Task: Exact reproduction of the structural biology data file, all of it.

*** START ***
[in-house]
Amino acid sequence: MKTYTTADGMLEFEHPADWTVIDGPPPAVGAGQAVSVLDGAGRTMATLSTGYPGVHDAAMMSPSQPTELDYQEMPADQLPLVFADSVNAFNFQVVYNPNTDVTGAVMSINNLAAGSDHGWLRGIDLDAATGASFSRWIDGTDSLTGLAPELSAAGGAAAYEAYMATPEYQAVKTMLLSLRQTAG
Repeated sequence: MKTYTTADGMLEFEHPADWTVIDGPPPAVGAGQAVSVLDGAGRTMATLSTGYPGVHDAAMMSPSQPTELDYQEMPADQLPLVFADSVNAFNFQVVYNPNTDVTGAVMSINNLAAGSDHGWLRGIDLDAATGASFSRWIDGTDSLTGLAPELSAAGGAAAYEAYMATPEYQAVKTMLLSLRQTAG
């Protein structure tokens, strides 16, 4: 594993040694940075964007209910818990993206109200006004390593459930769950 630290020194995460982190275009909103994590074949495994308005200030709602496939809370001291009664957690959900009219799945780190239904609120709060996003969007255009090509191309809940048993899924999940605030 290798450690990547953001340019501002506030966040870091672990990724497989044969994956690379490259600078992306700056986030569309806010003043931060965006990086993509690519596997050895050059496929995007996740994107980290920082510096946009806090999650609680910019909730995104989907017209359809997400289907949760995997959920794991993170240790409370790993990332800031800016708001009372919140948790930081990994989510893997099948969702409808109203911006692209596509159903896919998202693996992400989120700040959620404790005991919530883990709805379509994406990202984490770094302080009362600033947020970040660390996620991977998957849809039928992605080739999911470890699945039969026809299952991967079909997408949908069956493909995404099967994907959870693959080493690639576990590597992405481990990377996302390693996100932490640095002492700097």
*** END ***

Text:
[in-house]
Amino acid sequence: MKTYTTADGMLEFEHPADWTVIDGPPPAVGAGQAVSVLDGAGRTMATLSTGYPGVHDAAMMSPSQPTELDYQEMPADQLPLVFADSVNAFNFQVVYNPNTDVTGAVMSINNLAAGSDHGWLRGIDLDAATGASFSRWIDGTDSLTGLAPELSAAGGAAAYEAYMATPEYQAVKTMLLSLRQTAG
Repeated sequence: MKTYTTADGMLEFEHPADWTVIDGPPPAVGAGQAVSVLDGAGRTMATLSTGYPGVHDAAMMSPSQPTELDYQEMPADQLPLVFADSVNAFNFQVVYNPNTDVTGAVMSINNLAAGSDHGWLRGIDLDAATGASFSRWIDGTDSLTGLAPELSAAGGAAAYEAYMATPEYQAVKTMLLSLRQTAG
């Protein structure tokens, strides 16, 4: 594993040694940075964007209910818990993206109200006004390593459930769950 630290020194995460982190275009909103994590074949495994308005200030709602496939809370001291009664957690959900009219799945780190239904609120709060996003969007255009090509191309809940048993899924999940605030 290798450690990547953001340019501002506030966040870091672990990724497989044969994956690379490259600078992306700056986030569309806010003043931060965006990086993509690519596997050895050059496929995007996740994107980290920082510096946009806090999650609680910019909730995104989907017209359809997400289907949760995997959920794991993170240790409370790993990332800031800016708001009372919140948790930081990994989510893997099948969702409808109203911006692209596509159903896919998202693996992400989120700040959620404790005991919530883990709805379509994406990202984490770094302080009362600033947020970040660390996620991977998957849809039928992605080739999911470890699945039969026809299952991967079909997408949908069956493909995404099967994907959870693959080493690639576990590597992405481990990377996302390693996100932490640095002492700097």